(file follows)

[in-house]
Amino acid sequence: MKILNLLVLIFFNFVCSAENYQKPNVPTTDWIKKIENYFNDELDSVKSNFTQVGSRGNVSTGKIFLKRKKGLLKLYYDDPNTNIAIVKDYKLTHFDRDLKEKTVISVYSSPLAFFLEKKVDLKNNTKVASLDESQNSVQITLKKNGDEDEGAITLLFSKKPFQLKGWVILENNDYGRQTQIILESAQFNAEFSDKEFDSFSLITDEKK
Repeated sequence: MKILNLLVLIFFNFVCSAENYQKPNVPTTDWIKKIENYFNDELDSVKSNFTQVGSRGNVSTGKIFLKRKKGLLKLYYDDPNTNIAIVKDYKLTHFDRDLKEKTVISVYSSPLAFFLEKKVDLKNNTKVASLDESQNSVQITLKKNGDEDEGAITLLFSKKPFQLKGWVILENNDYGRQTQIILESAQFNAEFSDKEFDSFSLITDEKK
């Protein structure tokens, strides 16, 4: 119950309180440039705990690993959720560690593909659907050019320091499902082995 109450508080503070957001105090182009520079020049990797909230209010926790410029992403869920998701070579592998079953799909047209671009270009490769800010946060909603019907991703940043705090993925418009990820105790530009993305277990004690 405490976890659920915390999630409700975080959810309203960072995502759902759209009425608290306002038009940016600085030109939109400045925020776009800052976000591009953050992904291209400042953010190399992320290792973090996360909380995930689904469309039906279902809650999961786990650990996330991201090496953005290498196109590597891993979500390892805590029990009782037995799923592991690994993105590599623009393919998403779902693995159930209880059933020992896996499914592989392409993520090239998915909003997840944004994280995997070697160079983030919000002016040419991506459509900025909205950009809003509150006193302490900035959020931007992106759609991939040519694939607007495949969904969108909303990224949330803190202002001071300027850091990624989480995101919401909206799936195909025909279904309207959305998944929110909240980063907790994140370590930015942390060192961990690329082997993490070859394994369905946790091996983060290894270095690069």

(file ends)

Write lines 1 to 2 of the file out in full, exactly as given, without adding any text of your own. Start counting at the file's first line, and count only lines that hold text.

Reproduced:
[in-house]
Amino acid sequence: MKILNLLVLIFFNFVCSAENYQKPNVPTTDWIKKIENYFNDELDSVKSNFTQVGSRGNVSTGKIFLKRKKGLLKLYYDDPNTNIAIVKDYKLTHFDRDLKEKTVISVYSSPLAFFLEKKVDLKNNTKVASLDESQNSVQITLKKNGDEDEGAITLLFSKKPFQLKGWVILENNDYGRQTQIILESAQFNAEFSDKEFDSFSLITDEKK